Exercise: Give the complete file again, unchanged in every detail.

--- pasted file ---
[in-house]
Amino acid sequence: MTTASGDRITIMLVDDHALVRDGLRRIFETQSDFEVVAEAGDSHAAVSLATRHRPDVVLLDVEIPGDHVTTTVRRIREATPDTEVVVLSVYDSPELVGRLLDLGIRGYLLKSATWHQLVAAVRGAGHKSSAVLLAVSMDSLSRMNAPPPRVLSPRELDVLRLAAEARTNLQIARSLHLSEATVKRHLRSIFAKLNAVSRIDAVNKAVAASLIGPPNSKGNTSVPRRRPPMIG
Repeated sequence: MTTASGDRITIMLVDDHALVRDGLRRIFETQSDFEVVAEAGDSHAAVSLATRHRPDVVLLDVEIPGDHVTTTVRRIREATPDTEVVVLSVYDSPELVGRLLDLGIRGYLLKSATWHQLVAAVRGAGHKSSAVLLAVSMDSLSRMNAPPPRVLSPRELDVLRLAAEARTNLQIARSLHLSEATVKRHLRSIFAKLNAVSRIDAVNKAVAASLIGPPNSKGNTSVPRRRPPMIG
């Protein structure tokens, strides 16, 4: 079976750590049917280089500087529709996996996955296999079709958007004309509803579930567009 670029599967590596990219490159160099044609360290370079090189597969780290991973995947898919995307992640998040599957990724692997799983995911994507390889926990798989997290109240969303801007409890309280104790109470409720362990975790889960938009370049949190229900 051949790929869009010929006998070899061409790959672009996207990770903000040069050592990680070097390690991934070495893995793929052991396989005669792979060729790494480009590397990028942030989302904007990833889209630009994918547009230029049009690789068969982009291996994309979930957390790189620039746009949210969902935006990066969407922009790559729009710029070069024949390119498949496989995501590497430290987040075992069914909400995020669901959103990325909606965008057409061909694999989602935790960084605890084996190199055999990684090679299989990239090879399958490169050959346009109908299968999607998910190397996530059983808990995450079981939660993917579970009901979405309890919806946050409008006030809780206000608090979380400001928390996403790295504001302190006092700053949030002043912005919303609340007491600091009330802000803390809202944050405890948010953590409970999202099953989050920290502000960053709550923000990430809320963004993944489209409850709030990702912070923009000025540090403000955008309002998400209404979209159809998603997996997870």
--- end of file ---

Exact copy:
[in-house]
Amino acid sequence: MTTASGDRITIMLVDDHALVRDGLRRIFETQSDFEVVAEAGDSHAAVSLATRHRPDVVLLDVEIPGDHVTTTVRRIREATPDTEVVVLSVYDSPELVGRLLDLGIRGYLLKSATWHQLVAAVRGAGHKSSAVLLAVSMDSLSRMNAPPPRVLSPRELDVLRLAAEARTNLQIARSLHLSEATVKRHLRSIFAKLNAVSRIDAVNKAVAASLIGPPNSKGNTSVPRRRPPMIG
Repeated sequence: MTTASGDRITIMLVDDHALVRDGLRRIFETQSDFEVVAEAGDSHAAVSLATRHRPDVVLLDVEIPGDHVTTTVRRIREATPDTEVVVLSVYDSPELVGRLLDLGIRGYLLKSATWHQLVAAVRGAGHKSSAVLLAVSMDSLSRMNAPPPRVLSPRELDVLRLAAEARTNLQIARSLHLSEATVKRHLRSIFAKLNAVSRIDAVNKAVAASLIGPPNSKGNTSVPRRRPPMIG
């Protein structure tokens, strides 16, 4: 079976750590049917280089500087529709996996996955296999079709958007004309509803579930567009 670029599967590596990219490159160099044609360290370079090189597969780290991973995947898919995307992640998040599957990724692997799983995911994507390889926990798989997290109240969303801007409890309280104790109470409720362990975790889960938009370049949190229900 051949790929869009010929006998070899061409790959672009996207990770903000040069050592990680070097390690991934070495893995793929052991396989005669792979060729790494480009590397990028942030989302904007990833889209630009994918547009230029049009690789068969982009291996994309979930957390790189620039746009949210969902935006990066969407922009790559729009710029070069024949390119498949496989995501590497430290987040075992069914909400995020669901959103990325909606965008057409061909694999989602935790960084605890084996190199055999990684090679299989990239090879399958490169050959346009109908299968999607998910190397996530059983808990995450079981939660993917579970009901979405309890919806946050409008006030809780206000608090979380400001928390996403790295504001302190006092700053949030002043912005919303609340007491600091009330802000803390809202944050405890948010953590409970999202099953989050920290502000960053709550923000990430809320963004993944489209409850709030990702912070923009000025540090403000955008309002998400209404979209159809998603997996997870």